• Vision problems - Certain symptoms of anxiety, such as migraines and hyperventilation, can both cause vision problems. But even those with anxiety who do not experience migraines or hyperventilation still may suffer vision problems as a result of the anxiety. Anxiety can cause the pupils to dilate, which can affect the clarity of one’s vision and lead to problems with lights.
  • Fatigue - Fatigue is common in those with extreme anxiety. It seems to occur due to the overall exhaustion (mental and physical) that anxiety sufferers often experience. Since anxiety can also lead to insomnia, some of this fatigue may be caused by a lack of sleep.
  • Memory loss - Memory loss is the only anxiety symptom that could be considered somewhat permanent. The memory loss from anxiety rarely occurs at severe levels, but any memory loss experienced is a result of cortisol, the stress hormone, which can be overly active in those with anxiety, and is known to contribute to mild memory loss.
  • Confusion/De-realization - It is also possible for extreme levels of anxiety to contribute to issues such as confusion and even a temporary loss of reality that makes people worry something is wrong with their brain.

These symptoms of anxiety may vary in severity and prevalence depending on the person, but often mirror what those with an actual neurological disorder may experience.

How to Tell the Difference Between Anxiety and Neurological Disorders

Unfortunately, there is simply no way to tell the difference between suffering from anxiety and suffering from a more serious neurological disorder. The symptoms can look extremely similar, and while some may have some minor differences (for example, de-realization is temporary, while a neurological disorder may be permanent or more long-lasting), the reality is there are often no differences.

This is why it is important to always see a doctor. Even though anxiety is extremely common, a doctor is the only way to accurately determine if a person does/does not have an underlying neurological disorder. Once a doctor rules out any neurological problems, it is important to begin to take steps towards controlling the anxiety. Unmanaged anxiety will lead to continued neurological symptoms, and ultimately, more anxiety.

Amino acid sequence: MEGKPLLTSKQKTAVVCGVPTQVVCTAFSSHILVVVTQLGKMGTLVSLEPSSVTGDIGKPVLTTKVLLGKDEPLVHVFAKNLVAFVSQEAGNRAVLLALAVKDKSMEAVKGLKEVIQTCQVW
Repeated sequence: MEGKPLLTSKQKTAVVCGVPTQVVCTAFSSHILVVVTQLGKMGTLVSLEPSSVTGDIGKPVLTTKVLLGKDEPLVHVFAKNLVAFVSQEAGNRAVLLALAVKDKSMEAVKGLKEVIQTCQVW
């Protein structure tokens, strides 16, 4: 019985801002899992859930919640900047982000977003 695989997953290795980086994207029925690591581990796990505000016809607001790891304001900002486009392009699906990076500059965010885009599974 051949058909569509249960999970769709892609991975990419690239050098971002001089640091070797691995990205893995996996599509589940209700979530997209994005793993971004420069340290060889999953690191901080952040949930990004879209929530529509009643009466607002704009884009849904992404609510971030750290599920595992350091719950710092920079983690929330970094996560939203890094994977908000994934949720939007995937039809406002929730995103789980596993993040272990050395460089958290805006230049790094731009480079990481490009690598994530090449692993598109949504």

In the extremely rare event that a person does have a neurological disorder, controlling anxiety is still important. Anxiety plays a significant role in not only happiness and overall wellbeing, but also in the success of medical treatments. If there is any reason to think that you have anxiety and not a neurological disorder, openly seeking help is incredibly important.

Questions? Comments?

Do you have a specific question that this article didn’t answered? Send us a message and we’ll answer it for you!

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Question:

Where can I go to learn more about Jacobson’s relaxation technique and other similar methods?

– Anonymous patient

Answer:

You can ask your doctor for a referral to a psychologist or other mental health professional who uses relaxation techniques to help patients. Not all psychologists or other mental health professionals are knowledgeable about these techniques, though. Therapists often add their own “twist” to the technqiues. Training varies by the type of technique that they use. Some people also buy CDs and DVDs on progressive muscle relaxation and allow the audio to guide them through the process.

Ask Doctor a Question